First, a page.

The concept of Wokeism first originated in the 1860s and has since reappeared in instances through the 1960s and again in 2008, all for similar matters, social and political injustices, primarily in relation to the african-american communities.
In today’s world, ‘woke’ refers to the idea of being politically aware and engaged in social matters, many even refer to wokeism as the ‘doctrine’ of social justice. The term resurfaced around a year ago when the Black Lives Matter movement rose to its greatest importance since it’s prominence in 2015, triggered amid the killing of George Floyd in May of 2020. Now, wokeism seems to be expanding rather quickly, providing both virtues and shortcomings as it takes on a new role in the present day.
In today’s society, wokeism has taken shape into a concept which embodies the developing nature of this globalised world we live in. Being woke and having awareness on most topics is a good thing, policing other people’s thoughts and waiting to pounce on their ‘mistakes’ is not, and is a hand in hand product of cancel culture. People have the right to be heard given the appropriate circumstances, but in today’s culture, wokeism seems to be creating a barrier of disconnect between expressing one’s views and a will to express oneself. The fear of being segregated from the “norm” is becoming an increasingly pressing and relevant issue nowadays as people are afraid of becoming a societal reject.
Over the recent years, there have been growing concerns over the nature of wokeism, including the oppression and extremism behind it. Those who are woke typically, call out or correct others that oppose the ideologies wokeism follows. In many instances, wokeism has been compared intimately with ‘cancel culture’ in which mistakes and flaws are known to be overly criticized. This can often lead to an attack on one’s characters and reputation, especially on social media. A couple years back, former US president, Barack Obama shared his own thoughts on wokeism, revealing his objection to its ‘idea of purity’ and that even people with good intentions have flaws. He also stated, in political terms, “That’s not activism, that’s not bringing about change.”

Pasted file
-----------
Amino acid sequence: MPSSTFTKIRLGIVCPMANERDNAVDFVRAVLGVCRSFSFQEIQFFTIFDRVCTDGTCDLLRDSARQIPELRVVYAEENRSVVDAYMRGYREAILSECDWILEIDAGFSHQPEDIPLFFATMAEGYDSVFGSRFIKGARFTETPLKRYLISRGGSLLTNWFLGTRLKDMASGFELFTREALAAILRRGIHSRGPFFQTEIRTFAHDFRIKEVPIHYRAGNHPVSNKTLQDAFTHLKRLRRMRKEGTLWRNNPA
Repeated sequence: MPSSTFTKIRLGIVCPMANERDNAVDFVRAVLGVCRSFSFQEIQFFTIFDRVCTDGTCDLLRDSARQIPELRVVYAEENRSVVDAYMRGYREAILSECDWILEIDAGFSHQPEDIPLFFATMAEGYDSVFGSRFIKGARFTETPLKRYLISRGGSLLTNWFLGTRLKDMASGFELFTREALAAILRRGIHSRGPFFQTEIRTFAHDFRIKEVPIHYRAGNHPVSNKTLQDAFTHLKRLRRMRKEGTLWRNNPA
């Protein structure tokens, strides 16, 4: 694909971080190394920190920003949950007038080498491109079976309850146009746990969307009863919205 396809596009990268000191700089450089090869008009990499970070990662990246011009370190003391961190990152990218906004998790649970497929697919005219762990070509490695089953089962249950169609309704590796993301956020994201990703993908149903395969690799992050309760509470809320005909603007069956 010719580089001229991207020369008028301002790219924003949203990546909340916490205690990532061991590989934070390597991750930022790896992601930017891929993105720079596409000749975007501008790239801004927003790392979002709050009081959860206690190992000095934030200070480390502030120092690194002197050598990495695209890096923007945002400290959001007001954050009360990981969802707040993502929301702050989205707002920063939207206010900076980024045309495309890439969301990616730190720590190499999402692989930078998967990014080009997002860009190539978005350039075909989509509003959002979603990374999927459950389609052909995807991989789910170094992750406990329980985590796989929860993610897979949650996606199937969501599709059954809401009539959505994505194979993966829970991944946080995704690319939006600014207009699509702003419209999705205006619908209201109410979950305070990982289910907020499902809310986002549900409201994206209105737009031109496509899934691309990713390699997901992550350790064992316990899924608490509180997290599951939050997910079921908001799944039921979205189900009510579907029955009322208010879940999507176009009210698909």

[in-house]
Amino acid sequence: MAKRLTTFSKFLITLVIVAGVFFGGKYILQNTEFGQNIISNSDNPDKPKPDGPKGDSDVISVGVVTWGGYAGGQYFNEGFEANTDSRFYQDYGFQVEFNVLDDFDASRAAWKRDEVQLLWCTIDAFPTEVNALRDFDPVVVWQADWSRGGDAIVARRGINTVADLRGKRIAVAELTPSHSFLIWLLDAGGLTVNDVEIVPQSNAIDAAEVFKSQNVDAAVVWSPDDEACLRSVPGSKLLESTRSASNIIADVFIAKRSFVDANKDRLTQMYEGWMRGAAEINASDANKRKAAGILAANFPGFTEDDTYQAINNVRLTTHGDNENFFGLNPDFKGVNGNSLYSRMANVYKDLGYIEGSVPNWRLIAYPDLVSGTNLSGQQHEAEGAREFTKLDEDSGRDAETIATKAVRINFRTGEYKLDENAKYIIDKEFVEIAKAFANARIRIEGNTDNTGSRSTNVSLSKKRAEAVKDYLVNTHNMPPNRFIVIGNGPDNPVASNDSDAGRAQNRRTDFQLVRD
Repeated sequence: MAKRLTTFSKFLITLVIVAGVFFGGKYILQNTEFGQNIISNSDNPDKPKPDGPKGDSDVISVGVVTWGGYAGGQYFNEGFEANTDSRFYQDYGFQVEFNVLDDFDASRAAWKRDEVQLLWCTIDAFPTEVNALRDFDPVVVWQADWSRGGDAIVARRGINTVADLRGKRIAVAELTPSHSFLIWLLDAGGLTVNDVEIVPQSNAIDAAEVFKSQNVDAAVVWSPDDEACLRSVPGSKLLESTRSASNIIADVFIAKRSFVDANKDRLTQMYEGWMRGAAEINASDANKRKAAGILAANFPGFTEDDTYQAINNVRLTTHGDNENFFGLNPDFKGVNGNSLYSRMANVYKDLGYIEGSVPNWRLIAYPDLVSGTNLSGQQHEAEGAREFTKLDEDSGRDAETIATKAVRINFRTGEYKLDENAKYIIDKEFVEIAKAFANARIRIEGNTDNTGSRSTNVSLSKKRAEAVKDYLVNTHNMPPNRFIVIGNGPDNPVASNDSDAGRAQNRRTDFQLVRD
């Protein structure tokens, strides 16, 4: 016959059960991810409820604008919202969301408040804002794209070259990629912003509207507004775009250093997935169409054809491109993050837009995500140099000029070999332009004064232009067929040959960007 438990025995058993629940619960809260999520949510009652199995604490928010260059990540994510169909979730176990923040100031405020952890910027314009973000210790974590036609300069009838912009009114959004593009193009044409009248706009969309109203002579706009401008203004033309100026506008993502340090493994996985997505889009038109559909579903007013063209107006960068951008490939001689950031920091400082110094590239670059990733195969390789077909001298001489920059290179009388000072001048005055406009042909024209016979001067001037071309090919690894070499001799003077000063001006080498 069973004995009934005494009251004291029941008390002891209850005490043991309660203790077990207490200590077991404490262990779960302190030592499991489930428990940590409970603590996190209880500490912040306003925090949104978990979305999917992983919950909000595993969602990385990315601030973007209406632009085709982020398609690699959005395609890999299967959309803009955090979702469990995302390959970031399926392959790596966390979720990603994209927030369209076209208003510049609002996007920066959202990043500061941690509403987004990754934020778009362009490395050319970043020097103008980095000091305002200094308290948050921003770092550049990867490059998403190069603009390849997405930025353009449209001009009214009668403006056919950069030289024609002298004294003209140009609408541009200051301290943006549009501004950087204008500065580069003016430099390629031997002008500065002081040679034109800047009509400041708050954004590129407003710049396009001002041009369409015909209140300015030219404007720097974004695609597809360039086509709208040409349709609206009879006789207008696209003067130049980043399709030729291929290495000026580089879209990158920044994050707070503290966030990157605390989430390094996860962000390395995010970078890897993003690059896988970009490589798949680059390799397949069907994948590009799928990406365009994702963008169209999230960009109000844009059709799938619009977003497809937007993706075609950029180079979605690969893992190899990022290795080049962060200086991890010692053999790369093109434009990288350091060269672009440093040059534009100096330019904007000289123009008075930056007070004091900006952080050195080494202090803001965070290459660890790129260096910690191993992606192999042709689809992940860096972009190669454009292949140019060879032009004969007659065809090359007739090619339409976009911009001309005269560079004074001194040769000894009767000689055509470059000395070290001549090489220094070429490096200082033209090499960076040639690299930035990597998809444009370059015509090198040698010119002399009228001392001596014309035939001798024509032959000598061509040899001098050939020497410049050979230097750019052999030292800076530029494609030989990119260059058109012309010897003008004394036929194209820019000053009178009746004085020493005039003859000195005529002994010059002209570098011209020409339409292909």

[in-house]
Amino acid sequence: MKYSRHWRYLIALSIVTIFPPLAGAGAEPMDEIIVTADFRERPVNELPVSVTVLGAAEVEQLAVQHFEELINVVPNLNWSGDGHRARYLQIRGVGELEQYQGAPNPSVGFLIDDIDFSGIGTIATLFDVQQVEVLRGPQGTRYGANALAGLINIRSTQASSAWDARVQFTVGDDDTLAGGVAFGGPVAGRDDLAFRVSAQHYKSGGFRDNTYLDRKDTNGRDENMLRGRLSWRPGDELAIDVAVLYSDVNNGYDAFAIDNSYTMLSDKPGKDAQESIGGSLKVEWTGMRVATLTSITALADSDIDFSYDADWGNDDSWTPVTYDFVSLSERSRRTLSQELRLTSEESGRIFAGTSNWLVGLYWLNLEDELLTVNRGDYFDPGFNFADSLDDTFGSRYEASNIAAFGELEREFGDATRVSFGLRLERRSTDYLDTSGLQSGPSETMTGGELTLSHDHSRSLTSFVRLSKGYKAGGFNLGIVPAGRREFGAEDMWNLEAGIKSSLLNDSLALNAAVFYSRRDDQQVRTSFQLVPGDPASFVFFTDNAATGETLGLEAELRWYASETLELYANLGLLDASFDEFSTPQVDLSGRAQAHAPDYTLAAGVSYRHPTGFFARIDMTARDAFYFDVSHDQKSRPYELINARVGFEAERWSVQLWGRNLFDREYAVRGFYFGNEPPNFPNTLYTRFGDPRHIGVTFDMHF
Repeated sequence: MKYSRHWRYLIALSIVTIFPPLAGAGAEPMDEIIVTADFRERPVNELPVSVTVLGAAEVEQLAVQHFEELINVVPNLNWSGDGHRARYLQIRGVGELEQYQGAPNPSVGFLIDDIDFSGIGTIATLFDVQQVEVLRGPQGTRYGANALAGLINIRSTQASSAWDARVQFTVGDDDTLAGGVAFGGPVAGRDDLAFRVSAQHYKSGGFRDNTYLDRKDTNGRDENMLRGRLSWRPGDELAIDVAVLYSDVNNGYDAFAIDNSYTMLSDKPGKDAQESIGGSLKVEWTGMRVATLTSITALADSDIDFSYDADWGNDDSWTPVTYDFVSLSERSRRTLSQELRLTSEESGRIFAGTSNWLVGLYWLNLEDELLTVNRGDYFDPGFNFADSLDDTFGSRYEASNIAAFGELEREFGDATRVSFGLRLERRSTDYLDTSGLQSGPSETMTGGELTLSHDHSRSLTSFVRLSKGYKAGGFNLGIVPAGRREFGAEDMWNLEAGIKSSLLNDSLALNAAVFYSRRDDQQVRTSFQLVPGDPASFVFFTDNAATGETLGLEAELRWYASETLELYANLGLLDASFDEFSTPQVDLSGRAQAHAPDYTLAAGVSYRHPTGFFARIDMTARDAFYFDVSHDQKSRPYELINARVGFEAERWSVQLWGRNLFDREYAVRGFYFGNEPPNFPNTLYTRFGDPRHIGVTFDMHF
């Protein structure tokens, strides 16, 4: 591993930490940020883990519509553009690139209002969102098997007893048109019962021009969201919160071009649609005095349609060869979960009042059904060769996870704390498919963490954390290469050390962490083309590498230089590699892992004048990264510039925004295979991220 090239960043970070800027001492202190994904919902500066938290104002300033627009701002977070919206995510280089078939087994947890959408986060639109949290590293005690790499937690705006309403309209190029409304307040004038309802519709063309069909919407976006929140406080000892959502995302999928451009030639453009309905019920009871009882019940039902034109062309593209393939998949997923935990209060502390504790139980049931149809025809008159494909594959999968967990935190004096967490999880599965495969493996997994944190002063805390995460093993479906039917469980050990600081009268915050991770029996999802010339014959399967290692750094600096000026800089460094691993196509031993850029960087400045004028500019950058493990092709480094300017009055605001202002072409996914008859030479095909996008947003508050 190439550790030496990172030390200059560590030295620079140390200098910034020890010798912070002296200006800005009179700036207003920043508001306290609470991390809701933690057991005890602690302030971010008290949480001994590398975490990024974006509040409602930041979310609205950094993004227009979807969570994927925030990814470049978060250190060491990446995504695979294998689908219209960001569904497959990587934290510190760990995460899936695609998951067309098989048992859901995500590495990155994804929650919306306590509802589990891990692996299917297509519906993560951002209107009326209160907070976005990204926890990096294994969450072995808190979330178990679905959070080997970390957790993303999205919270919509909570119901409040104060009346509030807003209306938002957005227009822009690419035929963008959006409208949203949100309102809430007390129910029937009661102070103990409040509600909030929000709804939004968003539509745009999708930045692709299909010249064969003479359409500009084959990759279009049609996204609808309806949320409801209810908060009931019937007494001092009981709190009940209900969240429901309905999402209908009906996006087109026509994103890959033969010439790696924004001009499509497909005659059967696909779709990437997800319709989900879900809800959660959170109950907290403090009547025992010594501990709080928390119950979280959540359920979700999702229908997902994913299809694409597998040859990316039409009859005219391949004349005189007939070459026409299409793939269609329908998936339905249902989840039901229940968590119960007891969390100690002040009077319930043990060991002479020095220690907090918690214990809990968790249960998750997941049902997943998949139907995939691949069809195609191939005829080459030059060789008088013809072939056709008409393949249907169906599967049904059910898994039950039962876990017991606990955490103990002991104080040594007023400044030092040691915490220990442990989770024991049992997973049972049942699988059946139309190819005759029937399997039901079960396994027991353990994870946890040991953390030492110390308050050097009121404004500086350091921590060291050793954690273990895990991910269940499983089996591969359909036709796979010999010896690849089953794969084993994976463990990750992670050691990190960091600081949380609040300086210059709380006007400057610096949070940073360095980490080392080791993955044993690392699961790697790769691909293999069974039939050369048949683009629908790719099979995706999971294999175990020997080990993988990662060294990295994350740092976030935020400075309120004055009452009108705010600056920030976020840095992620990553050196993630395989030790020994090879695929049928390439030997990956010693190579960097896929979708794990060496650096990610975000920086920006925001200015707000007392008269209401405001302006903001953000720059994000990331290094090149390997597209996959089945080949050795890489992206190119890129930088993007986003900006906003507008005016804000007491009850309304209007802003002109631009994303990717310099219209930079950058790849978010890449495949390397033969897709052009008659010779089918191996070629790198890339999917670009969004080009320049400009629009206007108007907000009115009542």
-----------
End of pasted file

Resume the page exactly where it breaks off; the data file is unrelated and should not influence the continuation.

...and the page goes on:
So why does this matter to you? Woodstock is a diverse community and host to people from different corners of the globe, more importantly of different religious, socio and political backgrounds. What does that mean? Woodstock is made up of people with different views and ideas of what is right and wrong, the fine line in between is something that we’ll only continue to understand as we go through highschool and receive further education. However, what we shouldn’t do is encourage a culture where people are no longer comfortable expressing themselves, a thought which is so purely against the values taught and learnt at Woodstock. In gathering student opinion, one 11th grade student claims, “the new pressure brought by wokeism and its rapid evolvement forces one to form an almost ‘governed’ opinion.”
While others feel threatened by a call to conform to these societal expectations, some argue its role in society is vital and acts as a step towards justice. Many believe that the pressures and expectations as a result of wokeism’s new trend are in fact beneficial as it pushes people to further educate themselves and participate in the challenge of constantly being politically informed, otherwise known as ‘staying woke.’ Not only does it market political awareness but its so-called ‘threat’ creates a motive for people to fight for social justice and against discriminations of race, gender, and minorities, that are commonly seen today on a global scale.
Wokeism’s growing culture has presented itself more and more in present-day societies, encouraging the thought of staying politically engaged and contributing to social justice. Although this may be true, wokeism also has its dangers and provides risks of oppressing opposing views in the process of maintaining this new culture. Clearly, wokeism can exercise its benefits and bring prosperity if executed the right way, not oppressively. As global citizens, it is our responsibility to find a good balance between activism and extremism in light of wokeism’s increasing popularity.
Keerat Uppal is a staff reporter.
Edited by Luke Dsouza.